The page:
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|US1509105 *||Nov 7, 1923||Sep 23, 1924||Krum George J||Seat mounting|
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|US2377239 *||Mar 27, 1944||May 29, 1945||Harold K Baron||Setup and adjustment means|
|US2680941 *||Jun 26, 1951||Jun 15, 1954||Heald Machine Co||Internal grinding machine|
|US3361018 *||Oct 8, 1965||Jan 2, 1968||Elihu I. Druckman||Spring mounted tool holder|
|GB535962A *||Title not available|
|GB2124523A *||Title not available|
|Citing Patent||Filing date||Publication date||Applicant||Title|
|US4760672 *||Dec 10, 1986||Aug 2, 1988||Corning Glass Works||Simultaneously grinding and polishing preforms for optical lenses|
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|US6206762 *||May 11, 1998||Mar 27, 2001||Richard Bentley||Method and apparatus for cutting mults from a billet|
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|US7260918||Apr 4, 2002||Aug 28, 2007||Unirac, Inc.||Apparatus and method for positioning a module on an object|
|US7434362||Jul 20, 2001||Oct 14, 2008||Unirac, Inc.||System for removably and adjustably mounting a device on a surface|
|US7600349||Feb 21, 2004||Oct 13, 2009||Unirac, Inc.||Low profile mounting system|
|US7748175||Jun 18, 2008||Jul 6, 2010||Unirac, Inc.||Method of manufacturing and installing a low profile mounting system|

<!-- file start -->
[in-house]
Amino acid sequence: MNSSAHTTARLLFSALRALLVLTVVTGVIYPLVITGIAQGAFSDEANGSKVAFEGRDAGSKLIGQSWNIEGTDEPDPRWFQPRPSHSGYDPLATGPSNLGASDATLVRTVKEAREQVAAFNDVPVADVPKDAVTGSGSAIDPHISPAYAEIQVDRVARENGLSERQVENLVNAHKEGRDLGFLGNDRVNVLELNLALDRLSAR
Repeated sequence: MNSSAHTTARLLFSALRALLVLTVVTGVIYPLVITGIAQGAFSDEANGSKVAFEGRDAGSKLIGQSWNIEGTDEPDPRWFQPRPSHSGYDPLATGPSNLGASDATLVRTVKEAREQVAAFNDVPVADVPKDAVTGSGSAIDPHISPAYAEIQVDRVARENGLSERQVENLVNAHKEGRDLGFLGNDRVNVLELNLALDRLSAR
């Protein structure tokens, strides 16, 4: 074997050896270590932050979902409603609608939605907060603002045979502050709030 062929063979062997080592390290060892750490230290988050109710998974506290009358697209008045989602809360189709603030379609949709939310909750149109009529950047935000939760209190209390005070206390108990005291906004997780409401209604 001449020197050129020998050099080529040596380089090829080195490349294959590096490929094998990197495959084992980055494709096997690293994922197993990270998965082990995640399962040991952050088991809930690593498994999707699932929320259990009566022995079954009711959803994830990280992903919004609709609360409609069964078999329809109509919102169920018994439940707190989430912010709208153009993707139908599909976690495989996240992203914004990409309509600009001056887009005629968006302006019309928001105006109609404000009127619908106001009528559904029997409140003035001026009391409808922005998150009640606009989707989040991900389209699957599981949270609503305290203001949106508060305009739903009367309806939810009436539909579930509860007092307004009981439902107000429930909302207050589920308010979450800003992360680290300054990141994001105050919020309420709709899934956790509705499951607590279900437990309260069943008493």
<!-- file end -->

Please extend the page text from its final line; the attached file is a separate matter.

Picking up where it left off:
|US7766292||Jul 17, 2007||Aug 3, 2010||Unirac, Inc.||System for mounting a photovoltaic module to a surface|
|US8128044||Aug 2, 2010||Mar 6, 2012||Unirac, Inc.||System for mounting a photovoltaic module to a surface|
|US8640400||Jul 2, 2010||Feb 4, 2014||Unirac, Inc.||Low profile mounting system|
|US8763968||Jan 19, 2012||Jul 1, 2014||Unirac, Inc.||System for mounting a photovoltaic module to a surface|
|US20040163338 *||Feb 21, 2004||Aug 26, 2004||Unirac, Inc., A New Mexico Corporation||Low profile mounting system|
|U.S. Classification||451/14, 82/137, 451/28, D15/124, 451/49, 451/486, 451/153, 82/1.11, 403/291, 82/19, 451/46|
|International Classification||B23Q5/34, B23Q5/56, B23Q1/36, B23Q5/22|
|Cooperative Classification||Y10T82/10, Y10T82/135, Y10T403/54, Y10T82/2541, B23Q1/36|
|Apr 21, 1987||CC||Certificate of correction|
|Mar 27, 1990||REMI||Maintenance fee reminder mailed|
|Aug 27, 1990||FPAY||Fee payment|
Year of fee payment: 4
|Aug 27, 1990||SULP||Surcharge for late payment|
|Jan 31, 1994||FPAY||Fee payment|
Year of fee payment: 8
|Mar 17, 1998||REMI||Maintenance fee reminder mailed|
|Aug 23, 1998||LAPS||Lapse for failure to pay maintenance fees|
|Nov 3, 1998||FP||Expired due to failure to pay maintenance fee|
Effective date: 19980826